From Biolk483

  • Summary of the rest of class: we'll study lipids (which will include membranes and bioenergetics) and then sugars (which will include metabolism).



  • From the greek word lipos which means fat.
  • Insoluble in water
  • Hydrophobic = lipophilic
  • Will dissolve in organic solvent
  • What they do:
  1. Membranes
  2. Source of energy
  3. Prevent dehydration
  4. Provides cell surface (interfacial interaction)
  5. Insulates (both heat and electrical)
  6. Precursors to other lipids
  7. Bile salts (these are like a detergent that helps in digestion of lipid type stuff)
  • Two kinds of lipids: Simple and Complex
    • Complex lipids are defined as being saponifiable; this means they have a releasable fatty acid
      • Saponification occurs by heating the lipid with KOH. If a fatty acid is released then it is saponifiable and therefore a complex lipid. If not, it is a simple lipid and not saponifiable.
  • Fatty acids vary by chain length and number of double bonds:
Trivial Name # Carbons # Double Bonds #C.#2xBonds.Pos Melting Point Temperature
Myristic acid 14 0 14:0 53.9 Degrees C
Palmitic acid 16 0 16:0 63.1
Stearic acid 18 0 18:0 69.9
Oleic acid 18 1 18:1.9 13.4
Linoleic acid 18 2 18:2.9,12 -5
Linolinic acid 18 3 18:3.9,12,15 -11
Aracidonic acid 20 4 20:4.5,8,11,14
Decosahexanoic acid 22 6 22:6.4,7,10,13,16,19
  • Note there are no odd chains because they are made of acetyl groups (2C).
  • The number of carbons is not less than 14 because chains that short would be too soluble.
  • The number of carbons is not more than 22 because then the membrane would be too thick.
  • As the number of carbons increases, the melting temperature decreases.
  • As the number of double bonds increases, the melting temperature decreases.
    • The double bonds keep the lipid from packing together as well and thus cause a lower melting temperature.
  • Nomenclature:
    • The Omega carbon is the carbon farthest from the OOC group, so the carbon farthest from the alpha carbon.
    • Any lipid with its last double bond 9 carbons from the Omega Carbon is part of the Omega-9 family. Likewise, a lipid with its last double bond 6 carbons from the Omega carbon is part of the Omega-6 family of lipids.
    • Omega-6 encourages cancer and Omega-3 inhibits cancer. And we know that before the Industrial Revolution we ate about a 1:1 ratio but now we eat about a 30:1 ratio of Omega-6:Omega-3 lipids. Hmmm....
  • Chemistry of Lipids
    • Almost all carbon-carbon double bonds are cis.
    • The reason we have trans fats is partial hydrogenation --a process used in food production. The food-makers use this process because it is a cheaper, stable, more controllable method of making stuff with the right consistency properties. This process reduces the double bonds and turns cis double bonds to trans double bonds.
    • Chain lengths are even.
      • This is because lipids are made from acetyl groups.
      • Sometimes we have odd length chains, but rarely and they aren't deadly or anything.
      • When the number of carbons is less than 10, the lipid will be "liquid" at room temp. When the number of carbons is greater than 12, the lipid will be "solid" at room temp.
    • Number of double bonds varies between 0 and 6.
    • Water Solubility
      • The shorter the chain, the more water soluble.
      • So we need just the right length to be the right solubility and to form the correct thickness of membrane.
      • If we put the lipid on a phospholipid, it can change its state at a given temperature.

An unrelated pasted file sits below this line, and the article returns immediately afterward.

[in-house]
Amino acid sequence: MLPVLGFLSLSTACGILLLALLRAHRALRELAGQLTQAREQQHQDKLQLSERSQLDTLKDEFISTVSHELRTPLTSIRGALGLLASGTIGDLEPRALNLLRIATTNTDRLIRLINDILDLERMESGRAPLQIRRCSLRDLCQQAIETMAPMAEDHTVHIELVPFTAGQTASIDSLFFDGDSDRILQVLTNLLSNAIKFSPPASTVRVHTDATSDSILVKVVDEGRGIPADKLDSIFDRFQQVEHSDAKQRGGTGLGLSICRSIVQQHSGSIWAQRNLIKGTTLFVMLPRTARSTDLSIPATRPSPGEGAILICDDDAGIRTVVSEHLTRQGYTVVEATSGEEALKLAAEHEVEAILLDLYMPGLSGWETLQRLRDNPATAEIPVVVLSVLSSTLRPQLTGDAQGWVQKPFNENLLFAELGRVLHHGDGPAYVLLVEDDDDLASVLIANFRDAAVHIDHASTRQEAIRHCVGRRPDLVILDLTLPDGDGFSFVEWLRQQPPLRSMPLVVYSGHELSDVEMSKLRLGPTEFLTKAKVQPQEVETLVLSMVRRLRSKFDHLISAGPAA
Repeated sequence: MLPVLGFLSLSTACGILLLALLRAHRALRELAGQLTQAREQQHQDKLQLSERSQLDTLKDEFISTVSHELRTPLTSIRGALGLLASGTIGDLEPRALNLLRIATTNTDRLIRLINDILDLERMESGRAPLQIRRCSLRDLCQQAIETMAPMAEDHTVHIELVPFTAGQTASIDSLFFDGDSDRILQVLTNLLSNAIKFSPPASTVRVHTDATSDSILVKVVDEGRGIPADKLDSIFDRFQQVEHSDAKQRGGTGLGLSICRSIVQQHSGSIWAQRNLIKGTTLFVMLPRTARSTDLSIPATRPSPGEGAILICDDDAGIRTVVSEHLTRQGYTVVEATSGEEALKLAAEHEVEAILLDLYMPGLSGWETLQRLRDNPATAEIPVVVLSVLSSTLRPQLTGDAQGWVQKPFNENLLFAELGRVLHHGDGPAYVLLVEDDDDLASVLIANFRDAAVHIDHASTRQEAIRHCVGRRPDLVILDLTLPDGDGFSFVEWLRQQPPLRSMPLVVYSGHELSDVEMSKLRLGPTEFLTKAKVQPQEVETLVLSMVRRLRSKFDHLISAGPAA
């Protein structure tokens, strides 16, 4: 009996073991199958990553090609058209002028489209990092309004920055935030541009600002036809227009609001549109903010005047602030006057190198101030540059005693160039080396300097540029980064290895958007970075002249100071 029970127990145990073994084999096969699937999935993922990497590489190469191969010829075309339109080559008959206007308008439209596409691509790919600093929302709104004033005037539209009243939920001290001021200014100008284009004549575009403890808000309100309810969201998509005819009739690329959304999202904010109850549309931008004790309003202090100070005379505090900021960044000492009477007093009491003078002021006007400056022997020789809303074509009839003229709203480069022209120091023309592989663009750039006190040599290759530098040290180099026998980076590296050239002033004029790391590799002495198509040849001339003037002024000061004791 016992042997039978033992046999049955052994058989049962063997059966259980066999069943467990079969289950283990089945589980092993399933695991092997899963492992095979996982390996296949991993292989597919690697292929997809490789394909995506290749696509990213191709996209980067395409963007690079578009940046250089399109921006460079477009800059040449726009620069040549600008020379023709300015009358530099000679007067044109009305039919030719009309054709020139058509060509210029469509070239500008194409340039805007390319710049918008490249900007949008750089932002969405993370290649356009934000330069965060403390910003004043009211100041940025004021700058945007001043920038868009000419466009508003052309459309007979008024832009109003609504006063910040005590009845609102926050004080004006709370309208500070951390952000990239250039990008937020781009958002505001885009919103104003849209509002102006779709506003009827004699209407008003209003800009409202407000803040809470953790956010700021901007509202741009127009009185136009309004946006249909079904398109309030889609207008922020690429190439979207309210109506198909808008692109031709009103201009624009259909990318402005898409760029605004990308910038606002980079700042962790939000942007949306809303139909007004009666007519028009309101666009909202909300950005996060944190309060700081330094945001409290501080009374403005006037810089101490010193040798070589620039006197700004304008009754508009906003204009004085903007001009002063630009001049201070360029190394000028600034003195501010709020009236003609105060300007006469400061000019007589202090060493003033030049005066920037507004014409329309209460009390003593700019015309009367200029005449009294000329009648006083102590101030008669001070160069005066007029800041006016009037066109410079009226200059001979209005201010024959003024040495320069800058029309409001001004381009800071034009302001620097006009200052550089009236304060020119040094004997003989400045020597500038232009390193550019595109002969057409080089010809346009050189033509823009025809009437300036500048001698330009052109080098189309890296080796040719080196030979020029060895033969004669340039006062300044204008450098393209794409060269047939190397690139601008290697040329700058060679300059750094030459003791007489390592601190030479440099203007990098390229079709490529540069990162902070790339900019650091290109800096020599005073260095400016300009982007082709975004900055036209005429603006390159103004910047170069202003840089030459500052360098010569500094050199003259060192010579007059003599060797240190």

• Fluidity of membrane is how viscous it is.

Free Fatty Acids

  • These are partially poisonous so they aren't found in significant amounts.
    • They are like a soap in that they would dissolve membranes.
    • They are found in aging and diseased states.
  • Usually free fatty acids are esterified to be made "safe".

Oil vs. Fat

  • Oils are liquid at room temp.
  • Fats are solid at room temp.
  • Both are called triacylglycerol or triglyceride.
  • Fats and oils are not found in membranes because they are not polar.
  • Fats and oils are a good storage form of energy. The body can get energy from both the fatty acid and the glycerol.
    • These hold about 9 kcal/gram, so compared to sugars (4 kcal/gram) they are a very dense form of energy.
  • There are also diglycerides and monoglycerides.
    • Diglicerides are found in membranes because they are polar because of the OH group.
  • Ester bonds hold the acyl groups onto the glyceride.
  • Ethers can also be used to hold the acyl on, but this is more rare.
    • C-O-CH2-CH2...
      • Called an Alkyl ether.
    • C-O-CH=CH2...
      • Called an Alkenyl ether.
      • These have been found in archae bacteria
      • They were around long ago when the world was "nasty"; they learned to be more efficient and therefore use ether bonds. They even have ether links in their membranes.
      • We also have ether links in our membranes, though we're aren't sure why.
    • Posmologens
      • These lipids have ether at their SN-1 site (which we'll learn about in the next lecture) and an ester bond at their SN-2 site.
      • We don't know the function of these lipids yet. It is a vestigial molecule.


  • AKA phospholipids
  • These are polar.
  • It takes 4 dehydrations to make one of these molecules.
  • There are 7 classes of phospholipids. They are defined by the attached alcohol.
  • These are made up of the phosphate group.
    • When making a phospholipid, we have to pull off the protons (so they each have a pKA). However, they are all the same when we look at a plain old phosphate molecule. So, the first dehydration removes the Hydrogen with the highest pKA (10), then the second highest pKa Hydrogen (7.2) is taken, then the lowest pKa hydrogen (2.1).
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